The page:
Ending my blogging hiatus with the first sunrays engulfing Vienna I am stupefied by the perpetual barrage of bad news from all over the world while maybe residing in the eye of the European financial storm. As it turns out, Austrian banks appear to be the worst hit from the economic fallout in the young EU members east of here. Sobering up from a financial recolonization of regions that were last part of the Austrian empire that disintegrated in 1918, all major Austrian banks now have to come to terms with the new reality of pushing a cart laden with bad loans. Outstanding loans in Eastern Europe held by Austrian banks sum up to more than 70% of Austria’s GDP of roughly €284 billion. For a comparison: (in German) Austria’s public debt stands at a relatively moderate 58% of GDP. The average debt ratio for Eurozone members stands at 66%. This may change drastically. Austrian politicians have repeatedly said to guarantee up to €100 billion in bank obligations, but negotiations have stalled. Banks are picky about the terms for their lifelines. IMHO it will take only a few more months and capital starved credit institutions will have to accept any deal the state may offer then. Such measures are designed to balloon Austria’s debt to GDP ratio to 66%, considering only a €15 billion recapitalization as the government debt committee calculated last December. It then recommended to prioritize the bailout of the banking sector. As the bailout will probably cost at least double of that, worsening the debt ratio, profligate actions by bankers may cost Austria its coveted AAA rating that helped keeping refinancing costs at the level of Eurozone benchmark Germany in the past decades. Austria had withdrawn a bond issue in 2008 as investors were asking for higher yields. Click here for a graph depicting Austria’s extraordinary exposure to Eastern Europe. Speculations gone bad are hitting home everywhere meanwhile. Local thrifts made headlines in 2008 with losses eradicating their capital base and communities face huge losses from their investments too. Add this to declining tax revenues due to a nosedive of the economy and the thin layer of prosperity disappears rapidly as my research on the ground shows.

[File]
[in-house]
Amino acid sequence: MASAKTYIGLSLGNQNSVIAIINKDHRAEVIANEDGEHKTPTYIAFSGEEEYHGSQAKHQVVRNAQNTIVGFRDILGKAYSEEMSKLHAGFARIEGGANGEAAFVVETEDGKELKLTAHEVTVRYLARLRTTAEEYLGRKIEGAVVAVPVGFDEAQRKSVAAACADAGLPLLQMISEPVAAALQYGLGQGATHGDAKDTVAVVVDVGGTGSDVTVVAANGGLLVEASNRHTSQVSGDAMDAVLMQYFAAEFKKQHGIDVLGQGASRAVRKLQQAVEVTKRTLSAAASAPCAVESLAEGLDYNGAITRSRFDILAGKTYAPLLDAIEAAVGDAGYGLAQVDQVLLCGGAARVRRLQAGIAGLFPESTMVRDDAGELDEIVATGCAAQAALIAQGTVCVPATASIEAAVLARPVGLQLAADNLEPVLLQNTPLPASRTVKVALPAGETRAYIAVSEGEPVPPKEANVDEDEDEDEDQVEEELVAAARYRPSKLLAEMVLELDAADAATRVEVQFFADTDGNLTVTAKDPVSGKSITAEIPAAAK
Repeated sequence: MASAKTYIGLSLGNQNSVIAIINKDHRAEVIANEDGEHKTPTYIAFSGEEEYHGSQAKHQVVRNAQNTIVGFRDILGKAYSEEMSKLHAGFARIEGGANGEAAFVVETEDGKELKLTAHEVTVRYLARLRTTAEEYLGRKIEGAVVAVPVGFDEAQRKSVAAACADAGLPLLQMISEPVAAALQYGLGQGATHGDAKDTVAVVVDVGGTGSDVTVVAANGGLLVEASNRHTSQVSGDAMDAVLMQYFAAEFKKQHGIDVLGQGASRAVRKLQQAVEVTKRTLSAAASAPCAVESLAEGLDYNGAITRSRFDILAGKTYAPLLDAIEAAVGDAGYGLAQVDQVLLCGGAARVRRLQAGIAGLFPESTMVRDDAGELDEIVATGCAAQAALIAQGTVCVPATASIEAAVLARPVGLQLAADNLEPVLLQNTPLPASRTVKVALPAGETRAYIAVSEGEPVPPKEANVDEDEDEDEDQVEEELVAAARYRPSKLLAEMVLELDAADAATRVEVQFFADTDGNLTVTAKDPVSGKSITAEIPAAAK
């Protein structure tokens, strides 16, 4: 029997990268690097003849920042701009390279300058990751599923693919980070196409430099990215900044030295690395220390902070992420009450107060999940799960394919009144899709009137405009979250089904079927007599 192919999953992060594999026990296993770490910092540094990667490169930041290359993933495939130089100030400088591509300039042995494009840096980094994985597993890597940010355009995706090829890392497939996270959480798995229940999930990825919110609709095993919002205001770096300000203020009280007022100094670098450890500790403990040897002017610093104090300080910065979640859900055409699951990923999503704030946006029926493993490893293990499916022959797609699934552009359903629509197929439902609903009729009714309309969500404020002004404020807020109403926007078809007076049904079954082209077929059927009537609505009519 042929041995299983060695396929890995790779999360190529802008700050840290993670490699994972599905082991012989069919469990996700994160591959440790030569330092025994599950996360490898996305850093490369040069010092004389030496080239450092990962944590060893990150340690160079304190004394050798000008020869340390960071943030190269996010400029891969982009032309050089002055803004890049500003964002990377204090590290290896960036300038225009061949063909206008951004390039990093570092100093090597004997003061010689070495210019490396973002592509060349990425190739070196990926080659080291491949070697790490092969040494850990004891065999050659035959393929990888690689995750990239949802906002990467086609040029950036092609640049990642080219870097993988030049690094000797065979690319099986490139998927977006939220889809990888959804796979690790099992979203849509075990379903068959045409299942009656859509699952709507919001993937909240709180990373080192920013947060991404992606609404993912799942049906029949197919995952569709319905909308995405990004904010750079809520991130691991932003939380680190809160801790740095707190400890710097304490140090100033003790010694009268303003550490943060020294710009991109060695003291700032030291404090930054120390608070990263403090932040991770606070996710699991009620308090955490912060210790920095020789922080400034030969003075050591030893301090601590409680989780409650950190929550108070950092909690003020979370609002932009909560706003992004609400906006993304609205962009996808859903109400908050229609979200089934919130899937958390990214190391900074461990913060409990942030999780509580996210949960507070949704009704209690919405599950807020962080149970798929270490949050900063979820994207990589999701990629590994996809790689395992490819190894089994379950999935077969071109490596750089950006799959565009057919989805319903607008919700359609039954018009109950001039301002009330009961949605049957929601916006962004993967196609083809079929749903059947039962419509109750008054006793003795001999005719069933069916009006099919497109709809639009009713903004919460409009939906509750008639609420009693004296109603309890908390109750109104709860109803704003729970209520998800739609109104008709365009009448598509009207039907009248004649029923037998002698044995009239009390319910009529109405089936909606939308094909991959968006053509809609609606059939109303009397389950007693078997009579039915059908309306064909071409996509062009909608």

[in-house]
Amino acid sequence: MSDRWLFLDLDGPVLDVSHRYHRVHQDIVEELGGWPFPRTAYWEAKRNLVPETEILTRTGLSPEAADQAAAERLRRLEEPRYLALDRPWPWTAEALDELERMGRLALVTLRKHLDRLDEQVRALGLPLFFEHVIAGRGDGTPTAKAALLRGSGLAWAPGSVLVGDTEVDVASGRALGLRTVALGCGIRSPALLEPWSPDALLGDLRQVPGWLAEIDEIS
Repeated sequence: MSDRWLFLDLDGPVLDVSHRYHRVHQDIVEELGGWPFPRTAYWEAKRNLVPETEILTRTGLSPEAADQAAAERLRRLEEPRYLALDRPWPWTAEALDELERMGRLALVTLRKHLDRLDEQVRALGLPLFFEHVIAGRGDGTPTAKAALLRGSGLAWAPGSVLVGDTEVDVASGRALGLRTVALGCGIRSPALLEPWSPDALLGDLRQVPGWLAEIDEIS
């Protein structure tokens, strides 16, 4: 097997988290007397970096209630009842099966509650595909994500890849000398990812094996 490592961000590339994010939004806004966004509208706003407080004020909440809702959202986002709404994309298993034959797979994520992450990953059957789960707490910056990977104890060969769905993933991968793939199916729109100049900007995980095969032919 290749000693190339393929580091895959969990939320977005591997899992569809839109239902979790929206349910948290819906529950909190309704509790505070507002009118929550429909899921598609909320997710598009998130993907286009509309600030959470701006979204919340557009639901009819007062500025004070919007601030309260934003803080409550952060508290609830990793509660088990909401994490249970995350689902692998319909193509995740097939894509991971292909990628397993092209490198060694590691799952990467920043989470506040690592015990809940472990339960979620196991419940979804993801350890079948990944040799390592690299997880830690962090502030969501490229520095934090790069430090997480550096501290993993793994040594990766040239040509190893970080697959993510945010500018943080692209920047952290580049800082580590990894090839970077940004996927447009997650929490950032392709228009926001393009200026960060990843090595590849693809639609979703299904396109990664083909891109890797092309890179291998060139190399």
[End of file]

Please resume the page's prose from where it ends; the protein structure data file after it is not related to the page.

The Vienna Stock Exchange mirrors the change of sentiment. Leaving most other developed markets in the dust in the first seven years of this decade it has declined 75% from the top seen in 2007.
Austria’s two major listed banks, Erste Bank and Raiffeisen International have declined even more, signalling that the worst is yet to come. Austria’s biggest bank, Unicredit, belongs to the Italian parent Unicredit. Austria had averted the bankruptcy of Constantia Privatbank last year. This year, it installed a state commissary at Medici Privatbank which had invested most of its funds with record Ponzi scheme master Berhard Madoff.